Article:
Texans definitely have a swagger. Even if you spoke to no one and only observed the signs, you'd still get a sense of their confidence.
In addition to this colorful warning at a rest area, scores of no-litter signs proclaim, "Don't mess with Texas."
I even saw a sign on a desert highway in the panhandle that said simply: "MAINTAIN YOUR VEHICLE."
Don't think a Texan is gonna come bail out your behind!
With less than a thousand year-round residents and an economy based largely on tourism, Bandera is the self-proclaimed "cowboy capitol of the world."
Bandera resident Jon Curry, a musician, has a way with words to go along with his style.
"In most tourist towns, there is a sense that it's orchestrated or contrived," he tells me in a born-and-raised Texan drawl. "But here there is a palpable genuineness seldom found elsewhere."
About his outfit: "It's really just a pair of blue jeans and boots."
Though on closer inspection, we counted six layers, which qualifies as deliberate dressing, in my book.
Like this couple making their way across the Guadeloupe River, near Center Point
As evidenced by Doug Northern's fair food
Like the Alamo, which reminds visitors "never to surrender nor retreat"
In the way purposely nonconforming Austin juxtaposes its artsy stores and restaurants with a glistening modern skyline
As the changing winter sky above endless miles of ranch land
The way only a trip to downtown San Antonio at Christmastime could be
I solicited travel advice from jeweler Meredith Ott at a Christmas craft fair in downtown Comfort, a small town in the picturesque hill country region of Texas.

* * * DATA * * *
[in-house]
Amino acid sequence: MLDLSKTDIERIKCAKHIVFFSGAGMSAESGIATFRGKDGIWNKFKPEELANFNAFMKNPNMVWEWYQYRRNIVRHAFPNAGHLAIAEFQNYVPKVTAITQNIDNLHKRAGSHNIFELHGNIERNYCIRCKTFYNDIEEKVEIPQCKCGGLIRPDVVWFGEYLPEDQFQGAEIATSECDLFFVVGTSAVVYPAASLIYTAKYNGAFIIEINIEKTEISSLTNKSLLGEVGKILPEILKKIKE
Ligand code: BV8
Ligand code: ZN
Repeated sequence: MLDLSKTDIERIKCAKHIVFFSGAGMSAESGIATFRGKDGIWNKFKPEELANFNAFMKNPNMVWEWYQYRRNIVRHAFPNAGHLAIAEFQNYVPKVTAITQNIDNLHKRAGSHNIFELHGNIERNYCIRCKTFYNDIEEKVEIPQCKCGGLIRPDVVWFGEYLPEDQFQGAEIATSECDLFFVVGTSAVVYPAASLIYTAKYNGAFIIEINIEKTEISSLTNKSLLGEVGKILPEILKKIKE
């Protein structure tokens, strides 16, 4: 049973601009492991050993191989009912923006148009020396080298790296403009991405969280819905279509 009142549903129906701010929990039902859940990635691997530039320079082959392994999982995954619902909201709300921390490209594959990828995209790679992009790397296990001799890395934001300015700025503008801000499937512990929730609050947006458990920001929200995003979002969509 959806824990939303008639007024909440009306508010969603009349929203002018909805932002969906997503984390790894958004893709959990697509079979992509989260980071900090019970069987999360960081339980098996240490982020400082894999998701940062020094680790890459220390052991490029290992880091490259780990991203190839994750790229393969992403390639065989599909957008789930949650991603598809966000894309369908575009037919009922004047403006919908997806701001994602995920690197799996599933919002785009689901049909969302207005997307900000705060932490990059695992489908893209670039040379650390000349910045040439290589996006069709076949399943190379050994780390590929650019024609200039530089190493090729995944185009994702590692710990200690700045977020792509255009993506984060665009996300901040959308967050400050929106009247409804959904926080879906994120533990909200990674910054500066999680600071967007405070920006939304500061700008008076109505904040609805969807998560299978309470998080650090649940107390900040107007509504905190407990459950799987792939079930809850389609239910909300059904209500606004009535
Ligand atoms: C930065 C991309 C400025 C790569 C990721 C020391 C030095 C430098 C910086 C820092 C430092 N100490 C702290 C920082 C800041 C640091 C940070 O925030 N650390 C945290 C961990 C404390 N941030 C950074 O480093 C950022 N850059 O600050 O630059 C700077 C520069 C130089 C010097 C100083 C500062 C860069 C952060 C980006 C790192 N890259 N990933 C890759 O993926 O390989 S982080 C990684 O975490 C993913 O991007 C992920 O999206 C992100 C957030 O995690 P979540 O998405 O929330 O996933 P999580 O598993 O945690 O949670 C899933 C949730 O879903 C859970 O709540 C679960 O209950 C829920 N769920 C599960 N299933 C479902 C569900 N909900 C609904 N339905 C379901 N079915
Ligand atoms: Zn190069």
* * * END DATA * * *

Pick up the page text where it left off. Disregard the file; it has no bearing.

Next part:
Ott has a home in Canyon Lake, northest of San Antionio, but travels the craft fair circuit much of the year in a Volkswagen pop-top camper with her cats.
"I love the Texas hill country in winter and Colorado in summer," she says. "I have a rule: when there is frost on my little port-a-potty, it's time to come back to Texas."
Ever had a Mexican egg roll? Neither had I until I happened into Conchita's Mexican Cafe in sleepy downtown Kerrville, population 22,000.
The crunchy shell wrapped around chicken and avocado, with a delicate green sauce on top is the creation of owner Theresa Womack.
"I love to create – every day something new," she says.
Her inspiration is grandmother Conchita Garza, who at 18 moved from Mexico City to San Antonio. There Conchita met her husband and the pair settled in Kerrville, where she lived to be 101.
"We were always in the kitchen. She always had her hand in the skillet," says Womack of her grandmother.
"Arroz con pollo (rice with chicken) – that was her deal.
"I remember grandpa eating frijoles (beans) with grandma's thick tortillas and then wiping his face with them."